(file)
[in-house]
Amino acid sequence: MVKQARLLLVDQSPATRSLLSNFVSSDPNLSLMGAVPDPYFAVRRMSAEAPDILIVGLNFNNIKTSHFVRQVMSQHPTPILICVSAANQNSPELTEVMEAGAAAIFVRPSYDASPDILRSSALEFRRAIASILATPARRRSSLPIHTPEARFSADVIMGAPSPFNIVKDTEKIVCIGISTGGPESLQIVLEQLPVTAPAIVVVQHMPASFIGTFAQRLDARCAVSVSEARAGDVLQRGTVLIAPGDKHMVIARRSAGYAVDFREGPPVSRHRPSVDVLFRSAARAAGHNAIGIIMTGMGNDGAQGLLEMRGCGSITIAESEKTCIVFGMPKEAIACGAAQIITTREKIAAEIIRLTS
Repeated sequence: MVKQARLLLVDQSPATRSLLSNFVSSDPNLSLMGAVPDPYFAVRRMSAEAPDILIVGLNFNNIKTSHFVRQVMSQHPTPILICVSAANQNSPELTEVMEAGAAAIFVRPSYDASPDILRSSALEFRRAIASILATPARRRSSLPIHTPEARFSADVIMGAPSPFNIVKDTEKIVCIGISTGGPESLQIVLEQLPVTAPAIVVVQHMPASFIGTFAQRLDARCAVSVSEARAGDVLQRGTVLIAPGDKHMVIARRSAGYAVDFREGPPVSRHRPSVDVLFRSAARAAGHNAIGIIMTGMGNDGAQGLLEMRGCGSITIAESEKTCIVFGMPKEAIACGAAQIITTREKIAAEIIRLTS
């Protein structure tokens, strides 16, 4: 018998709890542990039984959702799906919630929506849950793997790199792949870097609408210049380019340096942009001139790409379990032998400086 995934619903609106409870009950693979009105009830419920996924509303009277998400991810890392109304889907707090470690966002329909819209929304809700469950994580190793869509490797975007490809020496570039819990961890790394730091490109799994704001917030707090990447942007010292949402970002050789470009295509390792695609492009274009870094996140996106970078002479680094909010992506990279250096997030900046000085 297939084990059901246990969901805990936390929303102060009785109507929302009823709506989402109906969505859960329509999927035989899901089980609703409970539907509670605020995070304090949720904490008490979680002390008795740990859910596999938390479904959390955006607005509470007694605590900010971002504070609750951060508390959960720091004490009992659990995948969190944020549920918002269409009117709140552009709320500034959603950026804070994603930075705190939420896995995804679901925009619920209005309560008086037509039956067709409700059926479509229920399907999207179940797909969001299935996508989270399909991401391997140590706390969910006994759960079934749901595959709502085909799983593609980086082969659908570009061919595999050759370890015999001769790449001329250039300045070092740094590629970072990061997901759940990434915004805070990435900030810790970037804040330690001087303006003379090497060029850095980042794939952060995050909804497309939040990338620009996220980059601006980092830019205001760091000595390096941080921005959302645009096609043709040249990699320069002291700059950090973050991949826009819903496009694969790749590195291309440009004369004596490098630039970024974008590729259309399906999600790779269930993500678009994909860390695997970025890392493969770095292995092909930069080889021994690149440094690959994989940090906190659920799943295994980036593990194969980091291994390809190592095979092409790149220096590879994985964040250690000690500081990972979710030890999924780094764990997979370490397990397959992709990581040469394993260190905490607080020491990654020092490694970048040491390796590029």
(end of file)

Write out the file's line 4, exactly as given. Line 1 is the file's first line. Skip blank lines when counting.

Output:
């Protein structure tokens, strides 16, 4: 018998709890542990039984959702799906919630929506849950793997790199792949870097609408210049380019340096942009001139790409379990032998400086 995934619903609106409870009950693979009105009830419920996924509303009277998400991810890392109304889907707090470690966002329909819209929304809700469950994580190793869509490797975007490809020496570039819990961890790394730091490109799994704001917030707090990447942007010292949402970002050789470009295509390792695609492009274009870094996140996106970078002479680094909010992506990279250096997030900046000085 297939084990059901246990969901805990936390929303102060009785109507929302009823709506989402109906969505859960329509999927035989899901089980609703409970539907509670605020995070304090949720904490008490979680002390008795740990859910596999938390479904959390955006607005509470007694605590900010971002504070609750951060508390959960720091004490009992659990995948969190944020549920918002269409009117709140552009709320500034959603950026804070994603930075705190939420896995995804679901925009619920209005309560008086037509039956067709409700059926479509229920399907999207179940797909969001299935996508989270399909991401391997140590706390969910006994759960079934749901595959709502085909799983593609980086082969659908570009061919595999050759370890015999001769790449001329250039300045070092740094590629970072990061997901759940990434915004805070990435900030810790970037804040330690001087303006003379090497060029850095980042794939952060995050909804497309939040990338620009996220980059601006980092830019205001760091000595390096941080921005959302645009096609043709040249990699320069002291700059950090973050991949826009819903496009694969790749590195291309440009004369004596490098630039970024974008590729259309399906999600790779269930993500678009994909860390695997970025890392493969770095292995092909930069080889021994690149440094690959994989940090906190659920799943295994980036593990194969980091291994390809190592095979092409790149220096590879994985964040250690000690500081990972979710030890999924780094764990997979370490397990397959992709990581040469394993260190905490607080020491990654020092490694970048040491390796590029």